The Dim-Post

March 19, 2012

The paranoid style in left-wing New Zealand politics

Filed under: Politics — danylmc @ 7:15 am

One of the odd things about Labour’s leadership battle is that David Cunliffe – Harvard graduate and business consultant – was seen as the left-wing candidate, while Shearer – international humanitarian and aid-worker – was regarded with suspicion by the Labour rank and file as as possible right-wing stealth candidate.

The ‘Shearer-the-stealth-candidate’ hypothesis has flared up again in the wake of his speech last week, and the subject’s being knocked around on Twitter, Public Address System, The Standard, Trotter etc. The main charges against Shearer are his reluctance to articulate traditional Labour values, his habit of copying Key’s rhetoric (he keeps repeating National’s ‘brighter future’ campaign slogan in addition to insisting that he’s not ideological but only interested in ‘what works’, viz Key). His speech gave a shout-out to a right-wing Finnish politician called Esko Aho – Gordon Campbell points out that Aho was an inspiration to Roger Douglas – adopted the standard right-wing talking points about the education system, faulting failing schools and bad teachers. And his office is briefing journalists that he’ll scrap Labour’s policy to extend Working for Families to beneficiaries.

I think the talk of education reform is about the influence of market-research on contemporary politics, rather than evidence of a right-wing agenda. Labour has figured out what National discovered four years ago: if you tell middle-class swing voters that their schools and teachers might fail their children and deprive them of the ability to succeed in life, they’ll fall to their knees and beg to vote for a political party that will prevent such an unthinkable disaster from occurring. So we’re now in the completely ridiculous position where both major parties are implementing or promising ‘radical reform’ to ‘fix’ one of the best performing school systems in the entire world. (At least Shearer wants to copy Finland, which does actually have a better school system than us, while the Nats are taking their inspiration from the US and UK, who we outperform by a huge margin.)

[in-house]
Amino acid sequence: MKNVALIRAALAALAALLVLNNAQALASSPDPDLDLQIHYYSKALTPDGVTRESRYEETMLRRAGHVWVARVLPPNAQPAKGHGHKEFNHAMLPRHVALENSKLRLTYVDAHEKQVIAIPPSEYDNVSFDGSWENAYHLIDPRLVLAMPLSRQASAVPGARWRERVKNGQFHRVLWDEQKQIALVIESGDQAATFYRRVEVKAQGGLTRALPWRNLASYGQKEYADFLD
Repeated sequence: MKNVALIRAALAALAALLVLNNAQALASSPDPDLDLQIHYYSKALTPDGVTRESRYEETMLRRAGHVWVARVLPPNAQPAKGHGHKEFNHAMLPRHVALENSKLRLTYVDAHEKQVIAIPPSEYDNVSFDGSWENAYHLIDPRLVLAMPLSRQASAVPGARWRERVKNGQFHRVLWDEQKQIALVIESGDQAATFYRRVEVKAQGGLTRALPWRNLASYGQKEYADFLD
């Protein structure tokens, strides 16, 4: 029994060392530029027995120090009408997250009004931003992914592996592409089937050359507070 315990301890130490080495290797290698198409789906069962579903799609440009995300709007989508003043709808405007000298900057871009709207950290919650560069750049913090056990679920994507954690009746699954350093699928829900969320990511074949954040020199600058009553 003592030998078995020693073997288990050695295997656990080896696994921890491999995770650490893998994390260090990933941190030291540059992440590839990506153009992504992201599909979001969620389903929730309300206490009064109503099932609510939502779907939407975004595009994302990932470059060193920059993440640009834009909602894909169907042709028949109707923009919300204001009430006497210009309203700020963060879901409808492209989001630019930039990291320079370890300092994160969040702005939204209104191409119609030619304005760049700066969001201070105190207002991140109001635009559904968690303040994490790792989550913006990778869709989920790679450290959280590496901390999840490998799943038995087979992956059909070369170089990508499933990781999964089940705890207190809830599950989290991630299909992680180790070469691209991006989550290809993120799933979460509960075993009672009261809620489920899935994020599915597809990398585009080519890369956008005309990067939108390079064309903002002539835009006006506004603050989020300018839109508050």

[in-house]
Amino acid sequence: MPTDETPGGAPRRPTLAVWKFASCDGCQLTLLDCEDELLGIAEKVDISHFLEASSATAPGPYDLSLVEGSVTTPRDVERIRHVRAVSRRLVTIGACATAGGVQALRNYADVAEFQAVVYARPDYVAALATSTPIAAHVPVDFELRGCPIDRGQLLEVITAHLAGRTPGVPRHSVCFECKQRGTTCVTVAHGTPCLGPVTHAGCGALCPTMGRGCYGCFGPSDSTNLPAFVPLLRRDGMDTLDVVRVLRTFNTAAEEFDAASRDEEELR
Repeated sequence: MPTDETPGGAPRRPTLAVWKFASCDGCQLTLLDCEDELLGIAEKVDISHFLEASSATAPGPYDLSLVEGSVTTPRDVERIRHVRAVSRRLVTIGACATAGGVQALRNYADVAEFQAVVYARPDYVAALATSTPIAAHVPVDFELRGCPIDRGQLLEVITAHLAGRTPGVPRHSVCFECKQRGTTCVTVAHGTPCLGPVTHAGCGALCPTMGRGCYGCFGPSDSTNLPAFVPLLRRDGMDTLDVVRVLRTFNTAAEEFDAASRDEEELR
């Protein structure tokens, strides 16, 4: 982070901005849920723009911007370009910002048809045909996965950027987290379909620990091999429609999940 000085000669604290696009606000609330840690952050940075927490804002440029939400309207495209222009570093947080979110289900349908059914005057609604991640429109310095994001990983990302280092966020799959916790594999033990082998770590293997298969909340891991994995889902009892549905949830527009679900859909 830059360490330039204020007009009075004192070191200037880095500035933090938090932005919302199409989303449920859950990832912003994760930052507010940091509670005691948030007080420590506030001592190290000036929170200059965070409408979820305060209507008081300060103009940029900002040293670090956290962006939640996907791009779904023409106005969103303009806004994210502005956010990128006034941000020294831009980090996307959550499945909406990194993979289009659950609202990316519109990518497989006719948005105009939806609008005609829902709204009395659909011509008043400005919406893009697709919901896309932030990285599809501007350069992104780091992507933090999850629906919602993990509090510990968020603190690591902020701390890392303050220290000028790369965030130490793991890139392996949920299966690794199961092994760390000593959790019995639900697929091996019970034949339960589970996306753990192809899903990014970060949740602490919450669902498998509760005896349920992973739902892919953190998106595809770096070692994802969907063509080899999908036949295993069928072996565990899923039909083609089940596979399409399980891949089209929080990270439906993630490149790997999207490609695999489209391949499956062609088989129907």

Repealing WFF to Beneficiaries is a no-brainer. It’s supposed to be about addressing child poverty, but to do that you have to get elected, and you can’t do that if your policy offends the three-quarters of a million WFF recipients in paid employment who like to think that they’re receiving a ‘working tax-credit’, not a benefit.

Shearer’s talk about Finland and the Aho government is less easily dismissed. Maybe it’s about creating a contrast with poll-driven John Key, if Shearer gives the impression that he’ll do what’s right and ‘fix the country’ rather than constantly run for re-election. Gordon Campbell has a substantive take on this, but I think that Shearer just sounds naive. What kind of significant reform can you introduce in three years that won’t just be rolled back by National in their next term, which will just be another bout of high-end tax cuts, lowering real median wages, worsening employment conditions, gutting the public service and privitisation? The best thing any left-wing government can do for New Zealand and its long-term economic growth is to stay in government for a looong time, thus keeping National out. Any effective policies they implement during that time is simply icing on the cake.

But lets say Shearer is a right-wing stealth candidate, planning to implement a radical right-wing agenda once in government. How could that possibly work? He’s going to have to rely on the Green Party – at a minimum – to pass his budgets. The Greens are obsessed with the problem of how to go into government and not suffer the grim fate of all the other coalition partners under MMP. If they think they’re propping up a Lange-Douglas style Labour they’ll withdraw confidence and supply faster than you can say ‘So will Winston Peters.’

I think the Fourth Labour government is at the heart of these fears about Shearer. Key can talk about being ‘non ideological’, ‘whatever works’, etc – but all of his policies are standard, right-wing ideology (none of which show any signs of working, as yet). Right-wing voters are confident it’s just rhetoric because they’ve never been betrayed by their own party to the degree that Labour supporters were by Douglas and Lange. So Key can move to the center and promise to maintain Labour policies like WFF, and still remain wildly popular with his own base. But when a Labour leader like Shearer tries to occupy the political center his own base gets panicked: it suggests the nightmare scenario of history repeating itself.

(Just to set down my own views on positioning yet again: Labour doesn’t need to move to the center, because Labour is the center. All they need to do is talk about their own values and articulate policy that matters to people (I don’t understand why they don’t talk about the labour market and low wages) and demonstrate that they’re competent and trustworthy. There are – literally – hundreds of thousands of voters who used to support Labour and currently don’t vote. They seem like a better group to target than trying to win right-wing votes off National, and you can win them without scaring the hell out of your own activists, who you reply on for fund-raising and campaigning.)